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Windows and Linux both require training and experience to use welland this goes doubly so if youre migrating from one OS to the other and need to jettison existing work habits and acquire new ones. The TCO studies that Ive seen typically mention these things as part of the system support and administration costs, such as admin salaries, and so are not always obvious. To that end, I took the time to think about what these costs really mean, and how they often manifest in the real world.
Finally, some cite Linux as being slightly more expensive in this regard, not just for the cost of the in-house expertise needed to run it but for the possible cost of external support and consultancyneeded either to get things running or keep things running, depending on the scenario.
With both Windows and Linux administration, though, what matters is having people who can respond creatively and intelligently to problemswho, if theyre uncertain about something, will take the time to educate themselves about it and come up with long-term solutions. Such people are never cheap and shouldnt be treated cheaply, because they can stay with you for the long haul.
Another factor is the cost of retraining existing users to work on the new OS, which is often not so much overlooked as misinterpreted. One area I see this extending most into is what applications are being used. If youre moving from Microsoft Office to OpenOffice and most of your workers are not doing anything particularly adventurous with the program, the total amount of retraining needed probably wont be too big. Retraining users for workaday processes usually doesnt cost very much. Outside of that, though, if there are specific, technical things that youre training users fori.e., writing macros or performing other work with the program beyond simple daily usethen youll need to factor in the cost of training and research for those things.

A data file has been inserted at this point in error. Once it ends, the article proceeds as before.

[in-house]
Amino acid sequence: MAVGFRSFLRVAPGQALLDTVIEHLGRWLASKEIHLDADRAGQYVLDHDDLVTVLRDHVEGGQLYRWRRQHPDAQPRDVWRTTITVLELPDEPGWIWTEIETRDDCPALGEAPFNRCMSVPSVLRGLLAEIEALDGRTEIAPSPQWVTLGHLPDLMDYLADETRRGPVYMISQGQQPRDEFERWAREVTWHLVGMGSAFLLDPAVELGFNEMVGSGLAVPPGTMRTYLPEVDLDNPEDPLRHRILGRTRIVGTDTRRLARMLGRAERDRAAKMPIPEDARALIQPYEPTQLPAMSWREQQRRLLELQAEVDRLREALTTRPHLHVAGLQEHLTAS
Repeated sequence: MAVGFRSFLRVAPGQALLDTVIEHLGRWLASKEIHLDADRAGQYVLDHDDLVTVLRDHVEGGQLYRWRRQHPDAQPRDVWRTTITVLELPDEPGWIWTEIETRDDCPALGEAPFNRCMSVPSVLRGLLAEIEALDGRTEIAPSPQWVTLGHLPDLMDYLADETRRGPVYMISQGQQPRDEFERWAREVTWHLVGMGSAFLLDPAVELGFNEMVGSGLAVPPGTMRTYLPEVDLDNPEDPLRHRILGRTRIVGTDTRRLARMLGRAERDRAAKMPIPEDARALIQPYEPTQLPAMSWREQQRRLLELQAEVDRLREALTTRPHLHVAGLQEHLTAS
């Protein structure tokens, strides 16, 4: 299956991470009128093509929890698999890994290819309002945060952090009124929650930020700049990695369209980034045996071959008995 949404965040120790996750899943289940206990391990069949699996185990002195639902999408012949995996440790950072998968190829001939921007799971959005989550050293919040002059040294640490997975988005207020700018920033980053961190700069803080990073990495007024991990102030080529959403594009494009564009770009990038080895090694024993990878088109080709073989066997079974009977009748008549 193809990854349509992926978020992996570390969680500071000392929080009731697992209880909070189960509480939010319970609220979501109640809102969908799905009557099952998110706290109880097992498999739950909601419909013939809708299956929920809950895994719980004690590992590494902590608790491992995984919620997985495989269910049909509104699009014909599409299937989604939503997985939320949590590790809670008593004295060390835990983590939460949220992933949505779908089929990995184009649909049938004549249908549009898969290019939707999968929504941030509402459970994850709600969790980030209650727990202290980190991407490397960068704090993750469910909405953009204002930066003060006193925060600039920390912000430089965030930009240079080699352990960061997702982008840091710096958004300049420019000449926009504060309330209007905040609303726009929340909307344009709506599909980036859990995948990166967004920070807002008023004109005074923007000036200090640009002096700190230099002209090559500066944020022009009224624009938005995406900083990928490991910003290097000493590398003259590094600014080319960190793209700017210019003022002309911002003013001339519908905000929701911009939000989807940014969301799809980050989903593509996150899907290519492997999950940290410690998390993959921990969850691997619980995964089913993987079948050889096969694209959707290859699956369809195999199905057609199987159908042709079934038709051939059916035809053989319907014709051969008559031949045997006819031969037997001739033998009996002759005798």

The cost of retraining can also vary widely within a single organization, simply because not everyone will need to be retrained in the same ways. To restate the above example: if youre in an environment where most of the people use a heavily macro-driven set of Word documents, the bulk of your userswho just use Word and dont code for itwould not need to be retrained if you switched to OpenOffice.org. However, the few folks you had on staff to create those macros would need to be retrained on the new suite.
In the end, though, the only truly accurate and useful TCO study for comparing Windows to Linux is the one you conduct yourself. You can look to other TCO studies to get an idea of how to model one for your own organization and needs, but youll need to know your own environment intimately to get a real grasp of the cost. Whenever possible, look to another company whose work habits and needs match your own and learn about what they didyou may be surprised at how the costs added up or leveled out for them.
Sometimes you need to spend a lot of money now to save money in the future, and what looks like a bargain at first doesnt turn into a bargain later.